Our mixed results experience with the Ye Olde Booke Clubbe was interesting and good for us, but more often than not we ran into issues of the prose being very dated, the attitudes of the writers being intolerably racist, the stories being gender-limited, or other dated-type issues.
But, these are older books, and we went into the project knowing and expecting this.
I’m running into what I think is a similar reaction to much more recent books.
I love my Sci-Fi Opera and often have to reach into the more dusty tomes to scratch that itch, books that were first published in the ’80s-early ’90s.
Some of them are super-duper and I love reading them, they’re a great zipper of a story.
Some of them, eh, are more of a struggle. There’s not so much the spark of wonder and amazement there. They’re not always SF–I’m limping through one now that’s an urban fantasy.
It may be that the social or science issues and technology are dated to things that I still remember and thus crash my suspension of disbelief.
The Bourne Identity/Trilogy is an example of this. The Hunt for Red October is another. I enjoy doing laundry or chopping onions to Star Trek: The Next Generation in the background, but some of the problems they face don’t exactly keep me on the edge of my seat (“makes my feet fall asleep”).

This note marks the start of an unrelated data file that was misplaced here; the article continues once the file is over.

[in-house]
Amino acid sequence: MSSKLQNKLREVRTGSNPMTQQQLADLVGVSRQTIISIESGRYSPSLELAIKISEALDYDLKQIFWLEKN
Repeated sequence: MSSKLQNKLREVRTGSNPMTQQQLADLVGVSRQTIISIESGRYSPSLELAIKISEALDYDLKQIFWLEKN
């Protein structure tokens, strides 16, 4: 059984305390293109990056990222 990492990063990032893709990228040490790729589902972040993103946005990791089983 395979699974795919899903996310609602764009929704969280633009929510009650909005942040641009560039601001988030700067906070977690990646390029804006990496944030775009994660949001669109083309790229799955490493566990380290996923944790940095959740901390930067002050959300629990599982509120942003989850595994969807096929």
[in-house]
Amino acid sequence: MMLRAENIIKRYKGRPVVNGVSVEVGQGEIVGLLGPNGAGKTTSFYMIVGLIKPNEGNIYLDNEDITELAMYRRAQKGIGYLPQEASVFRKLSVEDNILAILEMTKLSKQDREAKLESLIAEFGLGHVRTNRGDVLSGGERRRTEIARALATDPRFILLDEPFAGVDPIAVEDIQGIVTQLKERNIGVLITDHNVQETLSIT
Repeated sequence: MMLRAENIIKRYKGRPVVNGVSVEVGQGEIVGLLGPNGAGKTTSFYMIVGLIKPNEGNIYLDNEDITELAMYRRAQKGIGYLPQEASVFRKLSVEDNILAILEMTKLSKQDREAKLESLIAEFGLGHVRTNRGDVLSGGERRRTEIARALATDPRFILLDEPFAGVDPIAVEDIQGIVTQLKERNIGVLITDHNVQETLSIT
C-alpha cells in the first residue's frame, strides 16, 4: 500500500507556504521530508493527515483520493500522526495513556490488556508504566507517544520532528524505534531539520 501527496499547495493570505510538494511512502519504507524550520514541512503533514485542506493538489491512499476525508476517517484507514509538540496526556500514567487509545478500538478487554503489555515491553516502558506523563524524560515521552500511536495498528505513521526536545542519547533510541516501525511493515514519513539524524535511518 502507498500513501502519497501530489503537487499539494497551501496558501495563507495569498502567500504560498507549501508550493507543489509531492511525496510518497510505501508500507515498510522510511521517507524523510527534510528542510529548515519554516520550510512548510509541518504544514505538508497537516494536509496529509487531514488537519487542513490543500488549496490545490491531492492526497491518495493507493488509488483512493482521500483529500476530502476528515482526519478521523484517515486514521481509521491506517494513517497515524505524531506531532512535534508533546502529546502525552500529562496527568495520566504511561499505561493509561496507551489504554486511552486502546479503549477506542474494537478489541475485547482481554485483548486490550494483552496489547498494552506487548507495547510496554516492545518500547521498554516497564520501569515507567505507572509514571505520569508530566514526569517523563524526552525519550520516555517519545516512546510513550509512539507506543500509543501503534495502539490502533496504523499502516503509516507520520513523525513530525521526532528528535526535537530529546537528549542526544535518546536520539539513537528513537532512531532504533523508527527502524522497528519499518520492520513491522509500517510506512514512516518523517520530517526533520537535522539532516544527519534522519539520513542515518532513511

With the really old books (for the sake of discussion, say older than 75 yrs) I’m able to push that off and accept that people thought this way, the technology was extremely different, and so on. So it’s not a matter of my needing to take a history lesson.
For example, I grew up in the Cold War, so sci-fi stories that are based on nuclear threat being the driver of the plot… *shrug*. We’re not so worried about that anymore, whether or not we should be is not the issue, it’s not something that’s taking center stage in our anxieties.
Plots that center around NASA? NASA’s totally fab, but… another shrug. Our sense of wonder with what NASA is doing has kinda lost its sparkle. Yay for the Curiosity Rover, but if you’re at least as old as I am, there was once upon a yonder age when there was a lot more money in NASA and what they were doing was a lot more interesting, the information was more readily available, they were a political power in their own right, and now these dreams are the realm of the private industry. That’s the kind of thing that drops me out of a story: “NASA wouldn’t be doing this. This is a SPACE-X kinda thing, here.”
One of the great things about SF/F is that the stories do lock in stasis our social and political fears and agitations at the time of the publication of the story.
Some of them, though, are total Classics, like I can read Neuromancer (William Gibson) over and over again, and it’s still a thriller.
What say you?